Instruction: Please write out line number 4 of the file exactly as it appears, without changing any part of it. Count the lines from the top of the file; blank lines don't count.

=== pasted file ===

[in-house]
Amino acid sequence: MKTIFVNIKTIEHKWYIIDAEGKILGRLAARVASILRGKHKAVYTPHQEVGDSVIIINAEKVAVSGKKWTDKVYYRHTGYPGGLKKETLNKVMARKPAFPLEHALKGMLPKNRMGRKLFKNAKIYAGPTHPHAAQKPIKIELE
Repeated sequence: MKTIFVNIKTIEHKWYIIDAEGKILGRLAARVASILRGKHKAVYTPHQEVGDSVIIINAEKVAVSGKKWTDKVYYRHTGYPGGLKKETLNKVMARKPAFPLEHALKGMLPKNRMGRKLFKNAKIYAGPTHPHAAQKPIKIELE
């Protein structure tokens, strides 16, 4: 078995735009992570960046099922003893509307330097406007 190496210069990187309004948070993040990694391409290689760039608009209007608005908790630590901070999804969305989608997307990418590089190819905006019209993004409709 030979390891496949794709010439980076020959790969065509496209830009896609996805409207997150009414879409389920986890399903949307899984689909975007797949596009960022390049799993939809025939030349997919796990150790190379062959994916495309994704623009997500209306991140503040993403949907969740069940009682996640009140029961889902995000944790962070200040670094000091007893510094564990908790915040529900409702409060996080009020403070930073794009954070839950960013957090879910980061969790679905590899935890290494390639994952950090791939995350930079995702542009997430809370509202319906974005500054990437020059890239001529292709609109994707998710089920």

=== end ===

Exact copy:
């Protein structure tokens, strides 16, 4: 078995735009992570960046099922003893509307330097406007 190496210069990187309004948070993040990694391409290689760039608009209007608005908790630590901070999804969305989608997307990418590089190819905006019209993004409709 030979390891496949794709010439980076020959790969065509496209830009896609996805409207997150009414879409389920986890399903949307899984689909975007797949596009960022390049799993939809025939030349997919796990150790190379062959994916495309994704623009997500209306991140503040993403949907969740069940009682996640009140029961889902995000944790962070200040670094000091007893510094564990908790915040529900409702409060996080009020403070930073794009954070839950960013957090879910980061969790679905590899935890290494390639994952950090791939995350930079995702542009997430809370509202319906974005500054990437020059890239001529292709609109994707998710089920």